Decide what operations you want to publicly support in your interface. You'll need the constructor. Since you will be doing removal of the root node in your HEAD_SORT() function anyway, you might as well support that in the public interface as removeNext(). A size() method is trivial to implement. It would be nice to implement add(int datum) as well, but for now let's leave it out since it's not necessary for your immediate goal of implementing heapsort. We should also provide sort(int[] data) as a class method, because that is the point of this exercise. (There's no need to call it heapSort(int[] data), as "heap" is already part of the name of the class.) Everything else should be declared private — the inner workings of the class are nobody else's business.

The heap constructor is just your BUILD_MAX_HEAP() code. The only real correction I would make is that you can start i one element before where you did.

public MaxHeap(int data[]) {
    this.data = data;
    this.size = data.length;
    for (int i = size / 2 - 1; i >= 0; i--) {
        heapify(i);
    }
}

Now, on to the heapify() method. There's no need to call it maxHeapify(), since it's a member of the MaxHeap class. It can just take one parameter, since the data array is now an instance variable. Also,

private void heapify(int i) {
    // You might as well start with this optimistic assumption
    int largestElementIndex = i;

    // The optimistic assumption leads to nice parallelism between the
    // left-child and right-child cases.
    int l = leftChild(i);
    if (l < size && data[l] > data[largestElementIndex]) {
        largestElementIndex = l;
    }
    int r = rightChild(i);
    if (r < size && data[r] > data[largestElementIndex]) {
        largestElementIndex = r;
    }

    // If heap consistency was locally violated
    if (largestElementIndex != i) {
        int swap = data[i];
        data[i] = data[largestElementIndex];
        data[largestElementIndex] = swap;

        // Recursively heapify the affected sub-tree
        heapify(largestElementIndex);
    }
}

Here's removeNext(). It returns the next largest element (the root node value) and shrinks the heap.

public int removeNext() throws NoSuchElementException {
    if (size == 0) {
        throw new NoSuchElementException();
    }
    int next = data[0];
    data[0] = data[--size];
    heapify(0);
    return next;
}

Finally, here's sort().

public static void sort(int[] data) {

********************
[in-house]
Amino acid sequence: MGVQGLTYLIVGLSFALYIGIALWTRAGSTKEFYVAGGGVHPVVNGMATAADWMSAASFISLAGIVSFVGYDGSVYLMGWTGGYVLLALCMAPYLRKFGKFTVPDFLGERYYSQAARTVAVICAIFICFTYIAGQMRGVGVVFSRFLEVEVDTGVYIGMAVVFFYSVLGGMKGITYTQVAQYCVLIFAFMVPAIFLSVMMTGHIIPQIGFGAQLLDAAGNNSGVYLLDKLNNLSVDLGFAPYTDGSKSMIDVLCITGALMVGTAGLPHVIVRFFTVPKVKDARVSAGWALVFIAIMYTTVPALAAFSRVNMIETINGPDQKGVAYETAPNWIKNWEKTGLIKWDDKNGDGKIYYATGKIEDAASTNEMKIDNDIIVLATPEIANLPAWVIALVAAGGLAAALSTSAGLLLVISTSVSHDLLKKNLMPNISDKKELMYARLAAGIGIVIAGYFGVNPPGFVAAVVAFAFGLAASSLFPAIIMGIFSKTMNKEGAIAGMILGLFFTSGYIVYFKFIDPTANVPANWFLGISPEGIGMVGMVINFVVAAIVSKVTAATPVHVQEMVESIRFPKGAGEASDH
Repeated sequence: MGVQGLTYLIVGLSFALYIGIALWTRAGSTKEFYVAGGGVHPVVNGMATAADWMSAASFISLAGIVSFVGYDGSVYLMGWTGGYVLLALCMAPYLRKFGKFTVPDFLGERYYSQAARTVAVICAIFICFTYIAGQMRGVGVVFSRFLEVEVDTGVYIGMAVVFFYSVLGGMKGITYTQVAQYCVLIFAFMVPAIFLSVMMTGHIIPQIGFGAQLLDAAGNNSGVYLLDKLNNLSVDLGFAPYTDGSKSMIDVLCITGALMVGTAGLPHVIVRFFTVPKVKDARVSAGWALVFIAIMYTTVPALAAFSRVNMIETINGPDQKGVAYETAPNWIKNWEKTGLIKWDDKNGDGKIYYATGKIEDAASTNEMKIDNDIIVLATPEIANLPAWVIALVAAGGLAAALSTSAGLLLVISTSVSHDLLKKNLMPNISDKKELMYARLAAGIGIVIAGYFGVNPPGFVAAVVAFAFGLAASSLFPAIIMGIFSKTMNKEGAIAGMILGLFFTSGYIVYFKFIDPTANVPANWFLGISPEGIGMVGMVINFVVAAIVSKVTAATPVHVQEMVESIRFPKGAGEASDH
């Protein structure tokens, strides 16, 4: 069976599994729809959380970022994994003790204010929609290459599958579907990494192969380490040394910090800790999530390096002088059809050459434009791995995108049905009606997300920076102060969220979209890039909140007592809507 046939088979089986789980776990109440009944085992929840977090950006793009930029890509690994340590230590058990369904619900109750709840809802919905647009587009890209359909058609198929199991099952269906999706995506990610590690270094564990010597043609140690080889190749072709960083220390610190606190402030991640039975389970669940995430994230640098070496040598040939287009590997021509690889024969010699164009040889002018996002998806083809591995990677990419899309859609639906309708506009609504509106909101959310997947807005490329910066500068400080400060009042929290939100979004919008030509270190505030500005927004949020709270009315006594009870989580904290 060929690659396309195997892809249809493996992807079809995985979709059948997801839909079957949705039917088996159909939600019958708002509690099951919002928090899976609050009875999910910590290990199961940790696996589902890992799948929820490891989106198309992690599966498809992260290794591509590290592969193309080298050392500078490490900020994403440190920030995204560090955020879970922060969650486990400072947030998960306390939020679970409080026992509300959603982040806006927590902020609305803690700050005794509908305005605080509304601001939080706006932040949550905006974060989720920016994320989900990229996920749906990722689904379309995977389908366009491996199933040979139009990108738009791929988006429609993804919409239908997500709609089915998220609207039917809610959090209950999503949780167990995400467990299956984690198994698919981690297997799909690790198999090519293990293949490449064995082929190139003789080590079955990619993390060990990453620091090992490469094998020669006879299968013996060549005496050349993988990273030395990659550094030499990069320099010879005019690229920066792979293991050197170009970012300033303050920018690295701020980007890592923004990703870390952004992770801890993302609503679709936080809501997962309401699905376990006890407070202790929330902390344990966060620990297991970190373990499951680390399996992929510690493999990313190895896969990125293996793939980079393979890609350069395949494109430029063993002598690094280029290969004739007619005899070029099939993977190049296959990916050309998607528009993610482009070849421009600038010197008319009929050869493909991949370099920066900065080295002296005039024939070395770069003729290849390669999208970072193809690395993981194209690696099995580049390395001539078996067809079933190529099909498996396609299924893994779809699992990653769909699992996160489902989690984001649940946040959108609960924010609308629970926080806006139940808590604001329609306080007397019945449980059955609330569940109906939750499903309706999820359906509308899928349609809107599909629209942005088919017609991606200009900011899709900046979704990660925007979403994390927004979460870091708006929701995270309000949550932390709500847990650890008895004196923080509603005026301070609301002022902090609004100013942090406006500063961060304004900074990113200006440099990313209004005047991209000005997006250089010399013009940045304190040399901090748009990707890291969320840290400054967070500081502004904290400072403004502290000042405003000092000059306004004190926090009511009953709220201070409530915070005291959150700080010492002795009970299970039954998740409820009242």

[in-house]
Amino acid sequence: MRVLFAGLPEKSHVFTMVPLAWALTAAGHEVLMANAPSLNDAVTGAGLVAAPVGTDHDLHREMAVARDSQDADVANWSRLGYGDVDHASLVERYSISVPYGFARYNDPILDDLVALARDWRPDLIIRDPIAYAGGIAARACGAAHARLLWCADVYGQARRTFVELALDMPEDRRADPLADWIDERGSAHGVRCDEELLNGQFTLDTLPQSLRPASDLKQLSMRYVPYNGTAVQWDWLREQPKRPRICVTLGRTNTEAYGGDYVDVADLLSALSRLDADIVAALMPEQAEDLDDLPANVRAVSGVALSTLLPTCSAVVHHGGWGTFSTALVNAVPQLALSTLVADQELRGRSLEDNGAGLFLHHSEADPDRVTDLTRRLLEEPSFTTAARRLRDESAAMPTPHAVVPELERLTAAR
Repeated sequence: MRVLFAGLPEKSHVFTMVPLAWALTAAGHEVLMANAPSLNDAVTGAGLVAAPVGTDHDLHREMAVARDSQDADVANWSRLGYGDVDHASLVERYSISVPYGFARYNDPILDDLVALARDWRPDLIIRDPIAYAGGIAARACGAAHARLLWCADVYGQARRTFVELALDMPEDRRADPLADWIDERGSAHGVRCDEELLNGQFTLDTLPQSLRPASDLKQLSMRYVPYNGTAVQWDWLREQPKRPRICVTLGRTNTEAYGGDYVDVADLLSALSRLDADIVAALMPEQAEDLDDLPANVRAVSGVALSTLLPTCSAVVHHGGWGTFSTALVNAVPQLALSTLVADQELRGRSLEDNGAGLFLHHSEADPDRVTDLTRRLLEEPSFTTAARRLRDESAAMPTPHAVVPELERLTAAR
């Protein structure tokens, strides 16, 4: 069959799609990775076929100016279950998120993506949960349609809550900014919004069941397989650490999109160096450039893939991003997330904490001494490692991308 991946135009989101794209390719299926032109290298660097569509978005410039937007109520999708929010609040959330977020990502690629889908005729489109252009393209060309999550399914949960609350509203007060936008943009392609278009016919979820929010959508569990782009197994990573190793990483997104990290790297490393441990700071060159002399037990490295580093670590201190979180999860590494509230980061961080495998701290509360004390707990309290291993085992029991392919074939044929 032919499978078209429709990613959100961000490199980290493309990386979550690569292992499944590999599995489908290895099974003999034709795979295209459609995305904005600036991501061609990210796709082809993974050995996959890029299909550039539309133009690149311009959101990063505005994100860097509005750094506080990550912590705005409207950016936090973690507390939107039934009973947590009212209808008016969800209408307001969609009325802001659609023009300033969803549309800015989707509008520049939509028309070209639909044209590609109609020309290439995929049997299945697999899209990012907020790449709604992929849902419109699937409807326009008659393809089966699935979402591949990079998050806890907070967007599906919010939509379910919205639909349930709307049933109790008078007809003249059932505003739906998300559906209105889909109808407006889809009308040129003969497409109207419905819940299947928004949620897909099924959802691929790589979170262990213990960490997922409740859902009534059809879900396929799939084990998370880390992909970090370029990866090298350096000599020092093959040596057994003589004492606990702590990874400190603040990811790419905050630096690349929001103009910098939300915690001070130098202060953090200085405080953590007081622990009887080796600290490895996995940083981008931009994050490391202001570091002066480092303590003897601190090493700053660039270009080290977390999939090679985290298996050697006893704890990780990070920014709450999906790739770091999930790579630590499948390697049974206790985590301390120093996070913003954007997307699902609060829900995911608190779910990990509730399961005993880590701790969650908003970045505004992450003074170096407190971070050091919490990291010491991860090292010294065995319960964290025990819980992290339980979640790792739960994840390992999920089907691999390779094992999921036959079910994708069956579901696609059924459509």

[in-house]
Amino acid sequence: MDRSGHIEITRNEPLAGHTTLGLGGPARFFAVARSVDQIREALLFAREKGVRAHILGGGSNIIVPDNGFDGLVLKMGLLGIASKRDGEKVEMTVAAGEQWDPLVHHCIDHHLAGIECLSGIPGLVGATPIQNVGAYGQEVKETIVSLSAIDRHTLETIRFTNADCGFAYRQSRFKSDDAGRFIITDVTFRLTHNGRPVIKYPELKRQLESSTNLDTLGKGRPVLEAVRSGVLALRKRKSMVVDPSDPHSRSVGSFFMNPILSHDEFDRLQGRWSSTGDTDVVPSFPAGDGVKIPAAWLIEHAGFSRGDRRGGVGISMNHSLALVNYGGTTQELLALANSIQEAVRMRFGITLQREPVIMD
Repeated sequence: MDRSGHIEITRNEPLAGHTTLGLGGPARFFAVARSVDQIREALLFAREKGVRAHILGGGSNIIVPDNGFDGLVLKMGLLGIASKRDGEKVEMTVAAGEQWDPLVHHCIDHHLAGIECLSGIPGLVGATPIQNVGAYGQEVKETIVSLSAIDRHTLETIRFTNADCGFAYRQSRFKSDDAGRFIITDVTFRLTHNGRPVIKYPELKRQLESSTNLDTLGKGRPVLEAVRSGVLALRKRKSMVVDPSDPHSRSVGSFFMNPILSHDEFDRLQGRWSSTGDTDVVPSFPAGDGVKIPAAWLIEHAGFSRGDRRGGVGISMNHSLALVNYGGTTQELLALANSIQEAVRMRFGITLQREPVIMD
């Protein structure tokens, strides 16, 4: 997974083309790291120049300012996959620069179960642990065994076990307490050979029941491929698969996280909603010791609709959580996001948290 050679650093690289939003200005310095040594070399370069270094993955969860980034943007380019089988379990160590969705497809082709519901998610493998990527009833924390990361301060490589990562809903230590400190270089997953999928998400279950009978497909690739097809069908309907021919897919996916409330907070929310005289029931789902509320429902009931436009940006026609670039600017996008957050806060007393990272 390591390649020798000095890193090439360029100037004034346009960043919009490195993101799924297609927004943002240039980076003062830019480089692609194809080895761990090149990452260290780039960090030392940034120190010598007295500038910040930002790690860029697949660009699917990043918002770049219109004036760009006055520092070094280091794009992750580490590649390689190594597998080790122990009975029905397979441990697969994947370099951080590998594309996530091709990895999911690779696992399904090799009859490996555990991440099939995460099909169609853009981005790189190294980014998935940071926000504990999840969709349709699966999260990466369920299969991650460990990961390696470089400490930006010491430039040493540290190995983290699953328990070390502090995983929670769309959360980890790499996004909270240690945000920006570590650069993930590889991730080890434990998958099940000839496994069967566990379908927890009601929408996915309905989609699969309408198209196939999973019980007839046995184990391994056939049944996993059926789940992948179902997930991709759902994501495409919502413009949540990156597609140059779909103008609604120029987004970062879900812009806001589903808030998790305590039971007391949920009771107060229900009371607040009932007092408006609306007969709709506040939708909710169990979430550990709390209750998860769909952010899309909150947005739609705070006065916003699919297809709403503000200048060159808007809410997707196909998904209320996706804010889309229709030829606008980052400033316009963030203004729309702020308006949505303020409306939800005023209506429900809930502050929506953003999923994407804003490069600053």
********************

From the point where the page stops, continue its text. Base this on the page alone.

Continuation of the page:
MaxHeap heap = new MaxHeap(data);
    for (int i = heap.size() - 1; i >= 0; i--) {
        int nextMax = heap.removeNext();

        // This is a rather naughty move, since heap.data is
        // aliased to data.  We do this only because we know
        // from the way the heap works that the end of the array
        // can be used to store our sorted result in place.
        data[i] = nextMax;
    }
}

One thing I'm not happy about in the above code is the fact that the MaxHeap adopts the input array rather than making a copy. That is probably surprising behaviour to users of the class, who probably don't expect the contents of the passed-in data array to be modified.

On the other hand, it's nice to be able to implement sort() in place without allocating another array.

One cop-out would be to make the constructor private, essentially declaring that the code in this class is only usable through the sort() function.

A workaround is to implement two variants of the constructor, such that you have to explicitly ask for the array to be adopted:

/**
 * Copies the data
 */
public MaxHeap(int data[]) {
    this(data, true);
}

/**
 * If copyData is false, MaxHeap adopts the data array, and may overwrite its
 * contents; it does not make a copy!
 */
public MaxHeap(int data[], boolean copyData) {
    this.data = copyData ? Arrays.copyOf(data, data.length) : data;
    ...
}

public static void sort(int[] data) {
    MaxHeap heap = new MaxHeap(data, false);
    ...
}
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  • \$\begingroup\$ I don't know why this was flagged as protected considering this is the only answer on here and no where near low-quality. Great and thorough explanation. \$\endgroup\$ – starscream_disco_party Apr 9 '15 at 16:47
  • \$\begingroup\$ @JustLikeThat There are a few deleted answers that you don't see. \$\endgroup\$ – 200_success Apr 9 '15 at 17:32